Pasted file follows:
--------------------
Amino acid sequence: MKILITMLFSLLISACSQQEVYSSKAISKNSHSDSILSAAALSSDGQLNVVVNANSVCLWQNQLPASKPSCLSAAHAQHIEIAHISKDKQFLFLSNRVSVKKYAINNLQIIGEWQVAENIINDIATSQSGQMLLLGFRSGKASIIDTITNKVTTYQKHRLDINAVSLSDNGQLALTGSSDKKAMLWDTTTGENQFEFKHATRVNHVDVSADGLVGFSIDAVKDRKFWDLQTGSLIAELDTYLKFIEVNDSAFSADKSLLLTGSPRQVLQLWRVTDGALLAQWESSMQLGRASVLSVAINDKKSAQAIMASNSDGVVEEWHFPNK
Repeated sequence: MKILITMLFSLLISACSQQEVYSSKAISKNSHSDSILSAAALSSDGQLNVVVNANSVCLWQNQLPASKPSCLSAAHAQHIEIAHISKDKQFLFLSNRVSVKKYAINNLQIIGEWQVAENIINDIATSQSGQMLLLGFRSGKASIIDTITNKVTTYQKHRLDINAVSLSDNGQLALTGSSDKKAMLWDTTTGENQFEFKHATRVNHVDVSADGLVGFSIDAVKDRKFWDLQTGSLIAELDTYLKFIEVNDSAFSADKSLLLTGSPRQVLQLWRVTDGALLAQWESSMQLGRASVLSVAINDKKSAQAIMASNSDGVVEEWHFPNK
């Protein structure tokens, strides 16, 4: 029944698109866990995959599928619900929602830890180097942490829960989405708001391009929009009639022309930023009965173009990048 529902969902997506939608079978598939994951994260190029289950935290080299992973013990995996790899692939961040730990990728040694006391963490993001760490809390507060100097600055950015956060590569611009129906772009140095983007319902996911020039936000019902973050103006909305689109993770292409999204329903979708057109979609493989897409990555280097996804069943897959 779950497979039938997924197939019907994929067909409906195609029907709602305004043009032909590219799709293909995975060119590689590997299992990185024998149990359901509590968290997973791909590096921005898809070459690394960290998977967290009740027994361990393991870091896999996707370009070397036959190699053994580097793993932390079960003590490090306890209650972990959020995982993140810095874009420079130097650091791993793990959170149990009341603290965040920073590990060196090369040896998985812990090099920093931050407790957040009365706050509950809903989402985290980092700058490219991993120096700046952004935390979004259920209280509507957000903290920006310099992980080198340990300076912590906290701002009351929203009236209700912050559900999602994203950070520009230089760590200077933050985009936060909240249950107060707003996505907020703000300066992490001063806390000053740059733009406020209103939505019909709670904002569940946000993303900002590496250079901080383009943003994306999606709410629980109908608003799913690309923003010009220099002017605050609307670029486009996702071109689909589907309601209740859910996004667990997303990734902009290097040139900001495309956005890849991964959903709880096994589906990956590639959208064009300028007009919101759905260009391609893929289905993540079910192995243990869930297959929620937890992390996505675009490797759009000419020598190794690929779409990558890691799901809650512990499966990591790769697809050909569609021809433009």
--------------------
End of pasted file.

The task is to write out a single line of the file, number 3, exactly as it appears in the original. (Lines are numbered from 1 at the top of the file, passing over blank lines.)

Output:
């Protein structure tokens, strides 16, 4: 029944698109866990995959599928619900929602830890180097942490829960989405708001391009929009009639022309930023009965173009990048 529902969902997506939608079978598939994951994260190029289950935290080299992973013990995996790899692939961040730990990728040694006391963490993001760490809390507060100097600055950015956060590569611009129906772009140095983007319902996911020039936000019902973050103006909305689109993770292409999204329903979708057109979609493989897409990555280097996804069943897959 779950497979039938997924197939019907994929067909409906195609029907709602305004043009032909590219799709293909995975060119590689590997299992990185024998149990359901509590968290997973791909590096921005898809070459690394960290998977967290009740027994361990393991870091896999996707370009070397036959190699053994580097793993932390079960003590490090306890209650972990959020995982993140810095874009420079130097650091791993793990959170149990009341603290965040920073590990060196090369040896998985812990090099920093931050407790957040009365706050509950809903989402985290980092700058490219991993120096700046952004935390979004259920209280509507957000903290920006310099992980080198340990300076912590906290701002009351929203009236209700912050559900999602994203950070520009230089760590200077933050985009936060909240249950107060707003996505907020703000300066992490001063806390000053740059733009406020209103939505019909709670904002569940946000993303900002590496250079901080383009943003994306999606709410629980109908608003799913690309923003010009220099002017605050609307670029486009996702071109689909589907309601209740859910996004667990997303990734902009290097040139900001495309956005890849991964959903709880096994589906990956590639959208064009300028007009919101759905260009391609893929289905993540079910192995243990869930297959929620937890992390996505675009490797759009000419020598190794690929779409990558890691799901809650512990499966990591790769697809050909569609021809433009």